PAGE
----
“There is a culture of separatism, of considering the south more advanced — a region that supports the rest of Brazil, which is nonsense of course. There is this idea that it is a white region of Italian-German immigration and not so much influenced by black Brazilians,” he added.
Pomerode, a tidy town of bilingual signposts and timber-framed houses in the hills of Santa Catarina, is one of Brazil’s oldest German settlements and is named after Pomerania. More than 80 per cent of the municipality voted for Bolsonaro in last October’s election.
“If you go to the countryside, you’ll see that there are still a lot of Germans, the colonisers, speaking in German. If they see that you’re Brazilian, a common person, they’ll hardly talk to you,” said Izilda Alves, a resident.
But she added that while the region was conservative and traditional, like many people in Pomerode she believed the reports of extremism in the south were exaggerated.
“This extremism story was created by people who want to benefit from it,” said Cristina da Silva, another Pomerode resident, who believes the leftwing administration of Luiz Inácio Lula da Silva is using claims of neo-Nazism to persecute political opponents.
Both women echoed fringe talking points that claim — without evidence — that Bolsonaro only lost last year’s election because of fraud in Brazil’s electronic voting machines.
In nearby Blumenau, Flávio Linhares runs the Conservative Movement for Santa Catarina, which he said seeks to raise awareness of conservative beliefs and the values of “Greek philosophy, Roman law and the family”.
Citizens in the region abhorred extremism, he said, and claims of Nazism were exaggerations driven by the “notorious prejudice” of the media.
“I see a certain type of xenophobia against people from the south,” he said, referencing the example of the raised-arm salute, which he noted was often used in official ceremonies. “We can’t say hello on the street without it being considered a Nazi salute.”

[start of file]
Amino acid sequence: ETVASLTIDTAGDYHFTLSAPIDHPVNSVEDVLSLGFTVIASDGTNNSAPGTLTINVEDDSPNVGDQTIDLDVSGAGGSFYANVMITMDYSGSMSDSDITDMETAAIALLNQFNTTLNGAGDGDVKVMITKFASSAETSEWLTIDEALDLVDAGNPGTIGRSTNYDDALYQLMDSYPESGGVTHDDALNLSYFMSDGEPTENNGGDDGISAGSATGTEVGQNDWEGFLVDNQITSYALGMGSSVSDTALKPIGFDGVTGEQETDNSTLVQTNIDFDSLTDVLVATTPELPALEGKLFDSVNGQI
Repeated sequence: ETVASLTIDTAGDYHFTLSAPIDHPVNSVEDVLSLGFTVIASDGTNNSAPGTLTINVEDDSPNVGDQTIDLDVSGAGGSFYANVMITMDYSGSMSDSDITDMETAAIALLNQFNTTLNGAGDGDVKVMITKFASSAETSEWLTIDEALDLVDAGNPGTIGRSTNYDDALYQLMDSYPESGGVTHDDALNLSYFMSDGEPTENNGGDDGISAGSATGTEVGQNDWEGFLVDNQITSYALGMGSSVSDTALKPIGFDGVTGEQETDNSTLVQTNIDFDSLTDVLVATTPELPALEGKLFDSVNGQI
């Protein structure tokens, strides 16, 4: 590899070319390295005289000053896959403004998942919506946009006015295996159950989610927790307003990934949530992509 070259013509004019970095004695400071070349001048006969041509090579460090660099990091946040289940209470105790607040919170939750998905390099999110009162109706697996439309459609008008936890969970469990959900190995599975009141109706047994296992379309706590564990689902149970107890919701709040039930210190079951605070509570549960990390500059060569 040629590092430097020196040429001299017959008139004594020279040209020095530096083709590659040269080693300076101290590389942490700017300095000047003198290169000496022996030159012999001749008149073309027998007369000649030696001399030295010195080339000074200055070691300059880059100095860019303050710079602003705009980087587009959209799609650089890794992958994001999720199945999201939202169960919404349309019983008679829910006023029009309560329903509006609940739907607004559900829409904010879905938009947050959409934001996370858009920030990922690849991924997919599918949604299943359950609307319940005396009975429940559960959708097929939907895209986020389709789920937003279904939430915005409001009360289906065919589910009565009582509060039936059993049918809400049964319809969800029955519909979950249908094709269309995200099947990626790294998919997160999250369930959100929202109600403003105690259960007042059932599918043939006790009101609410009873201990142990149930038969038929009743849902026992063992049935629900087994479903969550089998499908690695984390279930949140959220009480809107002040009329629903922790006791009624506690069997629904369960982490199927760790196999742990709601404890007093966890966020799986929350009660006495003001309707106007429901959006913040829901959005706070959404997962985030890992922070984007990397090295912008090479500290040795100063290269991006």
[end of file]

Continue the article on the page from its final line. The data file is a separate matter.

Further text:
Linhares added that conservatives were often excluded from public life, even though rightwing parties dominate the federal Congress and Bolsonaro won almost 70 per cent of the vote in Santa Catarina last year.
However, João Klug, professor of history at the Federal University of Santa Catarina, said justifying the salute as “something ‘common in the region’ does not hold water”.
“Where did they learn to sing the national anthem with their hands outstretched? And why at this critical moment did these people [in São Miguel do Oeste] see fit to express their patriotism in this way? It is ridiculous to say the least.”
Klug said the neo-Nazi movement was boosted by the presidency of Bolsonaro, a nationalist who employed derogatory language towards minorities. The former president officially stated that Nazism should be repudiated, but his broader sympathy towards far-right groups was taken as tacit encouragement.
Bolsonaro was banned from political office for eight years in June after the country’s electoral court ruled he had abused his presidential powers. Many of his supporters saw that as an act of political persecution.
Ana Lúcia Martins, a leftwing city councillor in Joinville, a conservative stronghold in Santa Catarina state, said hard-right supporters were portraying “themselves as the victim for thinking differently”.
During the July police raids, four of the 15 search and seize mandates were executed in Joinville. “I think extremism has always existed,” said Martins, “but there has been a much stronger expression of it in recent years.”
Radde, the former police officer, said there was often a lack of will among typically conservative police forces to tackle such extremism. “Sometimes they say: ‘Oh, it’s bad, but it’s not a crime’.”